Western Brooklyn

The Original Luna Park Will Be Rebuilt! (In Miniature Scale, With Printed Plastic)

The Great Fredini (Photo Via 3dprinter-world.com)
The Great Fredini (Photo Via 3dprinter-world.com)

Fred Kahl is known in Coney Island as The Great Fredini with his Scan-A-Rama, where he scans and creates prints of people as souvenirs. Now, he has also embarked on a project to create a 3D printout of Coney Island’s destroyed Luna Park, according to the Atlantic.

The Atlantic describes the process:

First he has to make sure the five 3D printers working out of his home studio are churning out the goods. “At any given time I have at least three machines printing,” he says. “I try to start prints every morning and every evening. It’s still a lot of work maintaining them, though; bearings need replacing, boards fry, extruders clog. I can’t even tell you how many hours I’ve put into this. It’s totally obsessive.”

Kahl makes models based on reference from a collection of historic Luna Park imagery that he has gathered. “In the old days I would find postcards at flea markets,” he says. “The advent of Ebay made collecting postcards easier. I have hundreds of cards and photos now, as well as images I’ve scrounged online from the Library of Congress, Pinterest, blogs, you name it.”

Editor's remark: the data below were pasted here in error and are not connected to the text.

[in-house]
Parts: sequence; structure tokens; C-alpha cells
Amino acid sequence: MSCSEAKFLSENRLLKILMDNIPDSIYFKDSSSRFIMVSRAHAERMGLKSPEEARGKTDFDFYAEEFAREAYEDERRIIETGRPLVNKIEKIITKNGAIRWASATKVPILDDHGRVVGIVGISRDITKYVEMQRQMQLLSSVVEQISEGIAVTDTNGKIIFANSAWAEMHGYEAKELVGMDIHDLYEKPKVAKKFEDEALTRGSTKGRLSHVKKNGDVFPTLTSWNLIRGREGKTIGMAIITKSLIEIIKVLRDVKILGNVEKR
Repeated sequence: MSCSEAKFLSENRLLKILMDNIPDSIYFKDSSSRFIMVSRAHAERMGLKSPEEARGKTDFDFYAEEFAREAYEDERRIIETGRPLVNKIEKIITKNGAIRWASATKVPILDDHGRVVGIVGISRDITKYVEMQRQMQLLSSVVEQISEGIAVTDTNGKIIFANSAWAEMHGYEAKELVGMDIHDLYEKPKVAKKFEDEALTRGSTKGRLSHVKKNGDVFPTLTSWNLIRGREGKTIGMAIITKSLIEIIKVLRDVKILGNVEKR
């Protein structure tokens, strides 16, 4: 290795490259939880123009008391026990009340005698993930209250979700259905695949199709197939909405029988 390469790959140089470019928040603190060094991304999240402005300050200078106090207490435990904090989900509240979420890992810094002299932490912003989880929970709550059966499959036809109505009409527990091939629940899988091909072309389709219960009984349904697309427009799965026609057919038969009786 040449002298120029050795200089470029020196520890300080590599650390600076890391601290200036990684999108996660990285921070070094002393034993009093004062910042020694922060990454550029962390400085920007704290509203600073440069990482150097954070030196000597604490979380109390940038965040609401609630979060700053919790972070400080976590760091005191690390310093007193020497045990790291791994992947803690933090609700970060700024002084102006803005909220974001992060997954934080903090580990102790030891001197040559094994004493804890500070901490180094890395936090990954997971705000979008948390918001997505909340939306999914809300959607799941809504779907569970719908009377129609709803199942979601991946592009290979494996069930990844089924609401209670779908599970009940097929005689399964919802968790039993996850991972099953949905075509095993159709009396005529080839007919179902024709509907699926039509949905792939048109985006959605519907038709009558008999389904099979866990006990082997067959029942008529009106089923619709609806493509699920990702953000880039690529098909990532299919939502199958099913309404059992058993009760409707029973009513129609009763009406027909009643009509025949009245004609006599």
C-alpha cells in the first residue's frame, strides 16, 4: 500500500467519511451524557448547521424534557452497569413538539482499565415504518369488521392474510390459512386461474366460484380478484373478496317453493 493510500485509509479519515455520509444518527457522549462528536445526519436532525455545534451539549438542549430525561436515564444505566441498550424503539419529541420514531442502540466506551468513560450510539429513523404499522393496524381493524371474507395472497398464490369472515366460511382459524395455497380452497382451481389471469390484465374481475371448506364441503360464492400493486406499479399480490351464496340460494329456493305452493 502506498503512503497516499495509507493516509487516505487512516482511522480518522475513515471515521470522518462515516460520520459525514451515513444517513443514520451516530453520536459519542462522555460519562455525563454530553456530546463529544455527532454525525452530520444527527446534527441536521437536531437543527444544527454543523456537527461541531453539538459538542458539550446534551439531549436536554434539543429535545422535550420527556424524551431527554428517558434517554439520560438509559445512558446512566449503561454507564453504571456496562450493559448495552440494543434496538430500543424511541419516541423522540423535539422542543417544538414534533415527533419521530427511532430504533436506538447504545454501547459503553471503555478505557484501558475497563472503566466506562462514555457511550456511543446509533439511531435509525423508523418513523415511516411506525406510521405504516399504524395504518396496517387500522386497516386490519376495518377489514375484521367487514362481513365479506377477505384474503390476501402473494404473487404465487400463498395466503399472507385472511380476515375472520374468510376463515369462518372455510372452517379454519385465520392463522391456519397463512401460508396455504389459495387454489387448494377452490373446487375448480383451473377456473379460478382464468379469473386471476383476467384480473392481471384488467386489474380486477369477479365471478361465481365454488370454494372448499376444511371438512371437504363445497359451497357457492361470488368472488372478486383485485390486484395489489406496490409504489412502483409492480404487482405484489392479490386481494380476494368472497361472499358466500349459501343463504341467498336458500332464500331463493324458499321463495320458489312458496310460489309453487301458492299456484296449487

… “I basically build the park’s structures in software using photo references, and place a 3D scan of a human in the model for scale to get the proportions right,” he says. “When I’m done, I export parts, scale them and cut them into printable sized chunks that will later be glued and assembled. Its hard to reconstruct because the park changed every season, so I’m just shooting for an amalgam of what it was at its peak around 1914.”

The artist will be basing most of his prints on old postcards and depictions of the the park. He’s collected them on his Flickr. He’s also working miniatures of his Kickstarter donors into the panorama, and a portion of it will be on display at the Coney Island museum beginning in May.

Comment policy